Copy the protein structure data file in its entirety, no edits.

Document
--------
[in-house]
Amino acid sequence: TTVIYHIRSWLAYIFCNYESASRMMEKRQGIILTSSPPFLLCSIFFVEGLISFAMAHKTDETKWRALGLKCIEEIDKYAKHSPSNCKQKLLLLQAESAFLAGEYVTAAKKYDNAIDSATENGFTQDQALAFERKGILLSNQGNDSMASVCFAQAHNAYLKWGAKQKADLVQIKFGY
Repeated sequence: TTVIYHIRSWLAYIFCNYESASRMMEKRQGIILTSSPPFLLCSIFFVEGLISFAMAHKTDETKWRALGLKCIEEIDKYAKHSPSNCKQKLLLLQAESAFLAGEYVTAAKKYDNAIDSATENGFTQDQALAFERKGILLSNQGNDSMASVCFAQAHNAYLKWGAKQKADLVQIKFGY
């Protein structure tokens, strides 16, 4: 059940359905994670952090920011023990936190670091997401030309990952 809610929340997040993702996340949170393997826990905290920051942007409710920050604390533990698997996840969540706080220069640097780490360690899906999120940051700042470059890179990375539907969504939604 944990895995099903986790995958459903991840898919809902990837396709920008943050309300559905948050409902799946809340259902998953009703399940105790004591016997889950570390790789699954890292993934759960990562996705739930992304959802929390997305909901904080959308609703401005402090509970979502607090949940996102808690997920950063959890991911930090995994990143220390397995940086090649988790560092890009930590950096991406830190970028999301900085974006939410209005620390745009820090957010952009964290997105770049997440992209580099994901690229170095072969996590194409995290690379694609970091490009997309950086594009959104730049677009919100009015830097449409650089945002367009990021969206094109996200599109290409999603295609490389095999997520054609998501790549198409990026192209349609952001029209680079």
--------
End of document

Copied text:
[in-house]
Amino acid sequence: TTVIYHIRSWLAYIFCNYESASRMMEKRQGIILTSSPPFLLCSIFFVEGLISFAMAHKTDETKWRALGLKCIEEIDKYAKHSPSNCKQKLLLLQAESAFLAGEYVTAAKKYDNAIDSATENGFTQDQALAFERKGILLSNQGNDSMASVCFAQAHNAYLKWGAKQKADLVQIKFGY
Repeated sequence: TTVIYHIRSWLAYIFCNYESASRMMEKRQGIILTSSPPFLLCSIFFVEGLISFAMAHKTDETKWRALGLKCIEEIDKYAKHSPSNCKQKLLLLQAESAFLAGEYVTAAKKYDNAIDSATENGFTQDQALAFERKGILLSNQGNDSMASVCFAQAHNAYLKWGAKQKADLVQIKFGY
């Protein structure tokens, strides 16, 4: 059940359905994670952090920011023990936190670091997401030309990952 809610929340997040993702996340949170393997826990905290920051942007409710920050604390533990698997996840969540706080220069640097780490360690899906999120940051700042470059890179990375539907969504939604 944990895995099903986790995958459903991840898919809902990837396709920008943050309300559905948050409902799946809340259902998953009703399940105790004591016997889950570390790789699954890292993934759960990562996705739930992304959802929390997305909901904080959308609703401005402090509970979502607090949940996102808690997920950063959890991911930090995994990143220390397995940086090649988790560092890009930590950096991406830190970028999301900085974006939410209005620390745009820090957010952009964290997105770049997440992209580099994901690229170095072969996590194409995290690379694609970091490009997309950086594009959104730049677009919100009015830097449409650089945002367009990021969206094109996200599109290409999603295609490389095999997520054609998501790549198409990026192209349609952001029209680079």